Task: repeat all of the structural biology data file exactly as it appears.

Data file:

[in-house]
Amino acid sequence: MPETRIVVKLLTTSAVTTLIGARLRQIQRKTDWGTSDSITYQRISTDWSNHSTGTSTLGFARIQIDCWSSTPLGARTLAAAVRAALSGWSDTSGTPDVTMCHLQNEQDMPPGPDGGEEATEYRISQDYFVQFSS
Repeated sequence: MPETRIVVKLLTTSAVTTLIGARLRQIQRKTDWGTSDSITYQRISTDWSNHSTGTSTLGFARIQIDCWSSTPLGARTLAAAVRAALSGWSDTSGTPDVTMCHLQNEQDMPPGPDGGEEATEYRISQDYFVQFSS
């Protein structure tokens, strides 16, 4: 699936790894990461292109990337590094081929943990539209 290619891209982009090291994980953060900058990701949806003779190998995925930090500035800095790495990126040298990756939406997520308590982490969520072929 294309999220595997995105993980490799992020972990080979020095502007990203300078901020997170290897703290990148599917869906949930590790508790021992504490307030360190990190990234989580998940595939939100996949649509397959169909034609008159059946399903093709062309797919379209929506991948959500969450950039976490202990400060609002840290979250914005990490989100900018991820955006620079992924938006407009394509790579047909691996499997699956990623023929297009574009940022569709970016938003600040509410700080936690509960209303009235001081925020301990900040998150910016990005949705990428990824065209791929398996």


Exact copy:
[in-house]
Amino acid sequence: MPETRIVVKLLTTSAVTTLIGARLRQIQRKTDWGTSDSITYQRISTDWSNHSTGTSTLGFARIQIDCWSSTPLGARTLAAAVRAALSGWSDTSGTPDVTMCHLQNEQDMPPGPDGGEEATEYRISQDYFVQFSS
Repeated sequence: MPETRIVVKLLTTSAVTTLIGARLRQIQRKTDWGTSDSITYQRISTDWSNHSTGTSTLGFARIQIDCWSSTPLGARTLAAAVRAALSGWSDTSGTPDVTMCHLQNEQDMPPGPDGGEEATEYRISQDYFVQFSS
């Protein structure tokens, strides 16, 4: 699936790894990461292109990337590094081929943990539209 290619891209982009090291994980953060900058990701949806003779190998995925930090500035800095790495990126040298990756939406997520308590982490969520072929 294309999220595997995105993980490799992020972990080979020095502007990203300078901020997170290897703290990148599917869906949930590790508790021992504490307030360190990190990234989580998940595939939100996949649509397959169909034609008159059946399903093709062309797919379209929506991948959500969450950039976490202990400060609002840290979250914005990490989100900018991820955006620079992924938006407009394509790579047909691996499997699956990623023929297009574009940022569709970016938003600040509410700080936690509960209303009235001081925020301990900040998150910016990005949705990428990824065209791929398996």